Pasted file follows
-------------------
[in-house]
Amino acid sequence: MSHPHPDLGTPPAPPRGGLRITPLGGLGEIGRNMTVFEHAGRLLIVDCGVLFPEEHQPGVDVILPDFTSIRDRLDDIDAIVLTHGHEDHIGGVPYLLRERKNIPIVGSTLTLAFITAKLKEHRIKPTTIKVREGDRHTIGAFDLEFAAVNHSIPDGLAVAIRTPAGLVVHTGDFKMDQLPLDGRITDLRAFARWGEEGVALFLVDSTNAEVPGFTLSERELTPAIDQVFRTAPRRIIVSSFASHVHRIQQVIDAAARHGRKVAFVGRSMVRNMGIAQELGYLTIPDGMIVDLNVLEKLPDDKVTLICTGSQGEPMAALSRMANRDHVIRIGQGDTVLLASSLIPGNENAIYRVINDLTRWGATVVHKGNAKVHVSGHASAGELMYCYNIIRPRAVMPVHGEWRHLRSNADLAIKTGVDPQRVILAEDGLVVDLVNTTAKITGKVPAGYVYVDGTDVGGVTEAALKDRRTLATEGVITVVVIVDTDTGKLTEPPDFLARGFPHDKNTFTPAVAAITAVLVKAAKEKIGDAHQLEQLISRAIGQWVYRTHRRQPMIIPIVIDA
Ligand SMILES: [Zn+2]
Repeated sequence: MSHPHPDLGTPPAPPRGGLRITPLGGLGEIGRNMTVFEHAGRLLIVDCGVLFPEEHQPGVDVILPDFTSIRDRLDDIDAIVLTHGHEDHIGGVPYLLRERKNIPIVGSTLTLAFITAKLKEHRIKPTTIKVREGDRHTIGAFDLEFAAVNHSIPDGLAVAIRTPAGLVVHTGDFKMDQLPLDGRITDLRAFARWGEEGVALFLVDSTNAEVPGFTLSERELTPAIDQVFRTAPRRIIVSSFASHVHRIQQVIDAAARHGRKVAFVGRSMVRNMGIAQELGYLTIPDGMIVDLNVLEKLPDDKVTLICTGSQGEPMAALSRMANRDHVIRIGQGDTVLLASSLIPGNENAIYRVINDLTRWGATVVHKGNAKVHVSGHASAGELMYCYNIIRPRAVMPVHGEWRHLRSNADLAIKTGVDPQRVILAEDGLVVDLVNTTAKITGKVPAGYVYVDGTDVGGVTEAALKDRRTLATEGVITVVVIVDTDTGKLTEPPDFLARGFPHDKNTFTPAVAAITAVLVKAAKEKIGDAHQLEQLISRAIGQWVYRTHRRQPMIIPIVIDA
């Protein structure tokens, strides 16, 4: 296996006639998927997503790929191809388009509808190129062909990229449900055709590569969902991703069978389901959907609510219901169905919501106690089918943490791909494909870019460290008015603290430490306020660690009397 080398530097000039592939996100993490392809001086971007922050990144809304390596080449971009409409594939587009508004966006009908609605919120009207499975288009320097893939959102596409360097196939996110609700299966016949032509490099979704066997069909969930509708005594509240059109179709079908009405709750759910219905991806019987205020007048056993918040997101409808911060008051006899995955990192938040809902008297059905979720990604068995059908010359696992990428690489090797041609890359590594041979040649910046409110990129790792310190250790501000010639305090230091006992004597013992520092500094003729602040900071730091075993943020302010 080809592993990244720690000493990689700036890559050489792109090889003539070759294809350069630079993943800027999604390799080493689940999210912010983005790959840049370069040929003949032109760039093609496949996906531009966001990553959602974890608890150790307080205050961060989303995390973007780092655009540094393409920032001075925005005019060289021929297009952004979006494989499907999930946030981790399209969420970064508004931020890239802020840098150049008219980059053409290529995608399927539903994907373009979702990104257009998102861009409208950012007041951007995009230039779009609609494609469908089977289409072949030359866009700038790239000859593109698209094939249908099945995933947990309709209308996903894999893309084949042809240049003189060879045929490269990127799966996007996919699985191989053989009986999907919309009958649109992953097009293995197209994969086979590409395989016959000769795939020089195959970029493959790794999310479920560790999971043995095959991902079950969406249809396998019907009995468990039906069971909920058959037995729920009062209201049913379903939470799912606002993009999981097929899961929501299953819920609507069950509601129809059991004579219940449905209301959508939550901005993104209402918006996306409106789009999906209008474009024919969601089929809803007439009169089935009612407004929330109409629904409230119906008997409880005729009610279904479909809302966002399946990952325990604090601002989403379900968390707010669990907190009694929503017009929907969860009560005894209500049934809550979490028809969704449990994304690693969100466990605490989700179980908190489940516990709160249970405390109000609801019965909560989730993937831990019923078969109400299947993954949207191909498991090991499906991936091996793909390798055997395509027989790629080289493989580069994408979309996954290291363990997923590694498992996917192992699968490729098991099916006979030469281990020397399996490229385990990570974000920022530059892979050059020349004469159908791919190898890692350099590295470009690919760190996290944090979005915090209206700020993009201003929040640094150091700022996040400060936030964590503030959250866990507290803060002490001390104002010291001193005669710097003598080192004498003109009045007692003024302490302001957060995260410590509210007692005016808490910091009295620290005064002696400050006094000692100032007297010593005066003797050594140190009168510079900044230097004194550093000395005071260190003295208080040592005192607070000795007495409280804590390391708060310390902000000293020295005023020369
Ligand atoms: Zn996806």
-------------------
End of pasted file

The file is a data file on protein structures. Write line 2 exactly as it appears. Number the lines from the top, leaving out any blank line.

Amino acid sequence: MSHPHPDLGTPPAPPRGGLRITPLGGLGEIGRNMTVFEHAGRLLIVDCGVLFPEEHQPGVDVILPDFTSIRDRLDDIDAIVLTHGHEDHIGGVPYLLRERKNIPIVGSTLTLAFITAKLKEHRIKPTTIKVREGDRHTIGAFDLEFAAVNHSIPDGLAVAIRTPAGLVVHTGDFKMDQLPLDGRITDLRAFARWGEEGVALFLVDSTNAEVPGFTLSERELTPAIDQVFRTAPRRIIVSSFASHVHRIQQVIDAAARHGRKVAFVGRSMVRNMGIAQELGYLTIPDGMIVDLNVLEKLPDDKVTLICTGSQGEPMAALSRMANRDHVIRIGQGDTVLLASSLIPGNENAIYRVINDLTRWGATVVHKGNAKVHVSGHASAGELMYCYNIIRPRAVMPVHGEWRHLRSNADLAIKTGVDPQRVILAEDGLVVDLVNTTAKITGKVPAGYVYVDGTDVGGVTEAALKDRRTLATEGVITVVVIVDTDTGKLTEPPDFLARGFPHDKNTFTPAVAAITAVLVKAAKEKIGDAHQLEQLISRAIGQWVYRTHRRQPMIIPIVIDA